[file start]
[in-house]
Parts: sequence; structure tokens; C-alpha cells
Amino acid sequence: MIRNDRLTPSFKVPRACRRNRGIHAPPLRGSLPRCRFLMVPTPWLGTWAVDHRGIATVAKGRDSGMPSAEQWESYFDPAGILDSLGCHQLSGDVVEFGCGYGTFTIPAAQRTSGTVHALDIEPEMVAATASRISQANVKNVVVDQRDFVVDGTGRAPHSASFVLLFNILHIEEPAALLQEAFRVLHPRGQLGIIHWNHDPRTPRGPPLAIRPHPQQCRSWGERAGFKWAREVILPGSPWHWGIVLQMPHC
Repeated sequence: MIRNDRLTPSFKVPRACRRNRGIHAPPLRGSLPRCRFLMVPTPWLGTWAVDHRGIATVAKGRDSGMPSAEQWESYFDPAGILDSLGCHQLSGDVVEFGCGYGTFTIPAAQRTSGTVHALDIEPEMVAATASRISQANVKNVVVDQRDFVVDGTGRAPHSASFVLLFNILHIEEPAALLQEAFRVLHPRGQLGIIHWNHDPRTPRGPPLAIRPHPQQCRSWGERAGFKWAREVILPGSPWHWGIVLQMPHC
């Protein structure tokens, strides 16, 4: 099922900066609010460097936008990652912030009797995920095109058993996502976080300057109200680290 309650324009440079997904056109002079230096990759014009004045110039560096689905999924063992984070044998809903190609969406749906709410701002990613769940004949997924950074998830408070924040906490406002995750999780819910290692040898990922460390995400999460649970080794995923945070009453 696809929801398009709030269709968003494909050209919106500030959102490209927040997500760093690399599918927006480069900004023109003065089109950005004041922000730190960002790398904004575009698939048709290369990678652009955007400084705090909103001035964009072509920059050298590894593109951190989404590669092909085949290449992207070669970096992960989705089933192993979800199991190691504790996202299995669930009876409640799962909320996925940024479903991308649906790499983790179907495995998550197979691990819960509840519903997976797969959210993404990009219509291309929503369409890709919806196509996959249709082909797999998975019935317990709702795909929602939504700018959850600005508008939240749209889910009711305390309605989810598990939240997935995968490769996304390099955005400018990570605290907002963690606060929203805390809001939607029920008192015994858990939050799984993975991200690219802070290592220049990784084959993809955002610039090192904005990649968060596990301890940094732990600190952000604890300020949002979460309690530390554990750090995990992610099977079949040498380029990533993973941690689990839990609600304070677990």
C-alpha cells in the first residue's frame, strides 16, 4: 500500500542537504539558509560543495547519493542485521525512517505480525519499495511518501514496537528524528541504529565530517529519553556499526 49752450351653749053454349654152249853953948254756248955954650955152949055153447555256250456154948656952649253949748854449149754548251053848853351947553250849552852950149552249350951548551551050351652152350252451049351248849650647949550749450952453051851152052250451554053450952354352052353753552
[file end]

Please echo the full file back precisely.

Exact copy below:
[in-house]
Parts: sequence; structure tokens; C-alpha cells
Amino acid sequence: MIRNDRLTPSFKVPRACRRNRGIHAPPLRGSLPRCRFLMVPTPWLGTWAVDHRGIATVAKGRDSGMPSAEQWESYFDPAGILDSLGCHQLSGDVVEFGCGYGTFTIPAAQRTSGTVHALDIEPEMVAATASRISQANVKNVVVDQRDFVVDGTGRAPHSASFVLLFNILHIEEPAALLQEAFRVLHPRGQLGIIHWNHDPRTPRGPPLAIRPHPQQCRSWGERAGFKWAREVILPGSPWHWGIVLQMPHC
Repeated sequence: MIRNDRLTPSFKVPRACRRNRGIHAPPLRGSLPRCRFLMVPTPWLGTWAVDHRGIATVAKGRDSGMPSAEQWESYFDPAGILDSLGCHQLSGDVVEFGCGYGTFTIPAAQRTSGTVHALDIEPEMVAATASRISQANVKNVVVDQRDFVVDGTGRAPHSASFVLLFNILHIEEPAALLQEAFRVLHPRGQLGIIHWNHDPRTPRGPPLAIRPHPQQCRSWGERAGFKWAREVILPGSPWHWGIVLQMPHC
């Protein structure tokens, strides 16, 4: 099922900066609010460097936008990652912030009797995920095109058993996502976080300057109200680290 309650324009440079997904056109002079230096990759014009004045110039560096689905999924063992984070044998809903190609969406749906709410701002990613769940004949997924950074998830408070924040906490406002995750999780819910290692040898990922460390995400999460649970080794995923945070009453 696809929801398009709030269709968003494909050209919106500030959102490209927040997500760093690399599918927006480069900004023109003065089109950005004041922000730190960002790398904004575009698939048709290369990678652009955007400084705090909103001035964009072509920059050298590894593109951190989404590669092909085949290449992207070669970096992960989705089933192993979800199991190691504790996202299995669930009876409640799962909320996925940024479903991308649906790499983790179907495995998550197979691990819960509840519903997976797969959210993404990009219509291309929503369409890709919806196509996959249709082909797999998975019935317990709702795909929602939504700018959850600005508008939240749209889910009711305390309605989810598990939240997935995968490769996304390099955005400018990570605290907002963690606060929203805390809001939607029920008192015994858990939050799984993975991200690219802070290592220049990784084959993809955002610039090192904005990649968060596990301890940094732990600190952000604890300020949002979460309690530390554990750090995990992610099977079949040498380029990533993973941690689990839990609600304070677990």
C-alpha cells in the first residue's frame, strides 16, 4: 500500500542537504539558509560543495547519493542485521525512517505480525519499495511518501514496537528524528541504529565530517529519553556499526 49752450351653749053454349654152249853953948254756248955954650955152949055153447555256250456154948656952649253949748854449149754548251053848853351947553250849552852950149552249350951548551551050351652152350252451049351248849650647949550749450952453051851152052250451554053450952354352052353753552